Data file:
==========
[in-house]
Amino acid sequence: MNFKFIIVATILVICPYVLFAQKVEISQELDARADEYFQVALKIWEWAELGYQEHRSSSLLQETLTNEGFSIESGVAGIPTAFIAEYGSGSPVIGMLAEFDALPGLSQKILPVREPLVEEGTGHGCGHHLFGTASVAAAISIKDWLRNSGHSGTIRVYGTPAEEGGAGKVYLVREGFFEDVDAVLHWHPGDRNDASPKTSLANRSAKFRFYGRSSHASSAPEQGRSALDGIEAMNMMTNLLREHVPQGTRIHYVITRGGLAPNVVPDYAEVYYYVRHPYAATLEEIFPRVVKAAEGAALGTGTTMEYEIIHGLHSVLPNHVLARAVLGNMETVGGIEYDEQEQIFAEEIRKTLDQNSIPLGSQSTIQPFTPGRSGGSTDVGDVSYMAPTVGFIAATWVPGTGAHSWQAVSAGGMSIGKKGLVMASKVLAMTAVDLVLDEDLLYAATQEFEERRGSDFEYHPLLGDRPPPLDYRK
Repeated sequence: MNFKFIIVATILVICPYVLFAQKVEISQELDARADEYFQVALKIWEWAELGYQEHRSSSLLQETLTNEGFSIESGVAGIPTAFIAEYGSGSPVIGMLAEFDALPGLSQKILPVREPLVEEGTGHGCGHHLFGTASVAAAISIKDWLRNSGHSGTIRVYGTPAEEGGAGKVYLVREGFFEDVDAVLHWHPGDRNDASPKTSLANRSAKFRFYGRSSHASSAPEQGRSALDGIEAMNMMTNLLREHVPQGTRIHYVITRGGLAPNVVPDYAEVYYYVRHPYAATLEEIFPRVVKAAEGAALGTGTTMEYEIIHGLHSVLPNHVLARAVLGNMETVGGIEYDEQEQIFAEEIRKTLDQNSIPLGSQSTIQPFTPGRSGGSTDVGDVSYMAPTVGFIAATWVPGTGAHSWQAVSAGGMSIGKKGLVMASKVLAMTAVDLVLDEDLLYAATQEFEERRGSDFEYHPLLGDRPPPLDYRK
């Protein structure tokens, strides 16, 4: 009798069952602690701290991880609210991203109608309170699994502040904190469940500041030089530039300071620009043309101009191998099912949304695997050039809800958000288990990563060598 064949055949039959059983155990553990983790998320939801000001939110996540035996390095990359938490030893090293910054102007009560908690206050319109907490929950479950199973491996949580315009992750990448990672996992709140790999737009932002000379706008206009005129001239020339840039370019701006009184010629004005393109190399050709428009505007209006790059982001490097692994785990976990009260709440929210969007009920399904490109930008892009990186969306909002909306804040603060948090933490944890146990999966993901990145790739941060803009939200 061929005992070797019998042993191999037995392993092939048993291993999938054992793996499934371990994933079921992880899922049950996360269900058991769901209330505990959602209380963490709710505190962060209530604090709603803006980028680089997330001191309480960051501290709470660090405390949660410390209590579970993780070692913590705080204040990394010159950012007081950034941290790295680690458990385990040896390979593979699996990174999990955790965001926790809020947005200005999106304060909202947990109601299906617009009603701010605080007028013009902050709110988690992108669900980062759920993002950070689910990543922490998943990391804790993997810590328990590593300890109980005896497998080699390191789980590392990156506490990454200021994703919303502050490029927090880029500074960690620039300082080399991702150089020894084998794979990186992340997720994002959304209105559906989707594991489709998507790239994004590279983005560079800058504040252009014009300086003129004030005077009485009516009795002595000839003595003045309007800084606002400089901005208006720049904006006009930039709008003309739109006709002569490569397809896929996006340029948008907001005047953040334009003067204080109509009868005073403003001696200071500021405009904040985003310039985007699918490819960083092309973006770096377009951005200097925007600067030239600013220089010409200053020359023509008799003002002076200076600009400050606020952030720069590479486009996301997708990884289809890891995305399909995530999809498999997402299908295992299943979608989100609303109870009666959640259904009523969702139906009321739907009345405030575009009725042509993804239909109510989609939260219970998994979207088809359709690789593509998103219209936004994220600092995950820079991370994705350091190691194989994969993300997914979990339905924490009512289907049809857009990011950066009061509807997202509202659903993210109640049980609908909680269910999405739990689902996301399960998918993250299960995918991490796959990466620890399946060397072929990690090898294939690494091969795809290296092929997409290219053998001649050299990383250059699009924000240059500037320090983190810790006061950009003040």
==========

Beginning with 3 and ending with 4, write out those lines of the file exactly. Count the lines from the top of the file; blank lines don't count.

Repeated sequence: MNFKFIIVATILVICPYVLFAQKVEISQELDARADEYFQVALKIWEWAELGYQEHRSSSLLQETLTNEGFSIESGVAGIPTAFIAEYGSGSPVIGMLAEFDALPGLSQKILPVREPLVEEGTGHGCGHHLFGTASVAAAISIKDWLRNSGHSGTIRVYGTPAEEGGAGKVYLVREGFFEDVDAVLHWHPGDRNDASPKTSLANRSAKFRFYGRSSHASSAPEQGRSALDGIEAMNMMTNLLREHVPQGTRIHYVITRGGLAPNVVPDYAEVYYYVRHPYAATLEEIFPRVVKAAEGAALGTGTTMEYEIIHGLHSVLPNHVLARAVLGNMETVGGIEYDEQEQIFAEEIRKTLDQNSIPLGSQSTIQPFTPGRSGGSTDVGDVSYMAPTVGFIAATWVPGTGAHSWQAVSAGGMSIGKKGLVMASKVLAMTAVDLVLDEDLLYAATQEFEERRGSDFEYHPLLGDRPPPLDYRK
């Protein structure tokens, strides 16, 4: 009798069952602690701290991880609210991203109608309170699994502040904190469940500041030089530039300071620009043309101009191998099912949304695997050039809800958000288990990563060598 064949055949039959059983155990553990983790998320939801000001939110996540035996390095990359938490030893090293910054102007009560908690206050319109907490929950479950199973491996949580315009992750990448990672996992709140790999737009932002000379706008206009005129001239020339840039370019701006009184010629004005393109190399050709428009505007209006790059982001490097692994785990976990009260709440929210969007009920399904490109930008892009990186969306909002909306804040603060948090933490944890146990999966993901990145790739941060803009939200 061929005992070797019998042993191999037995392993092939048993291993999938054992793996499934371990994933079921992880899922049950996360269900058991769901209330505990959602209380963490709710505190962060209530604090709603803006980028680089997330001191309480960051501290709470660090405390949660410390209590579970993780070692913590705080204040990394010159950012007081950034941290790295680690458990385990040896390979593979699996990174999990955790965001926790809020947005200005999106304060909202947990109601299906617009009603701010605080007028013009902050709110988690992108669900980062759920993002950070689910990543922490998943990391804790993997810590328990590593300890109980005896497998080699390191789980590392990156506490990454200021994703919303502050490029927090880029500074960690620039300082080399991702150089020894084998794979990186992340997720994002959304209105559906989707594991489709998507790239994004590279983005560079800058504040252009014009300086003129004030005077009485009516009795002595000839003595003045309007800084606002400089901005208006720049904006006009930039709008003309739109006709002569490569397809896929996006340029948008907001005047953040334009003067204080109509009868005073403003001696200071500021405009904040985003310039985007699918490819960083092309973006770096377009951005200097925007600067030239600013220089010409200053020359023509008799003002002076200076600009400050606020952030720069590479486009996301997708990884289809890891995305399909995530999809498999997402299908295992299943979608989100609303109870009666959640259904009523969702139906009321739907009345405030575009009725042509993804239909109510989609939260219970998994979207088809359709690789593509998103219209936004994220600092995950820079991370994705350091190691194989994969993300997914979990339905924490009512289907049809857009990011950066009061509807997202509202659903993210109640049980609908909680269910999405739990689902996301399960998918993250299960995918991490796959990466620890399946060397072929990690090898294939690494091969795809290296092929997409290219053998001649050299990383250059699009924000240059500037320090983190810790006061950009003040």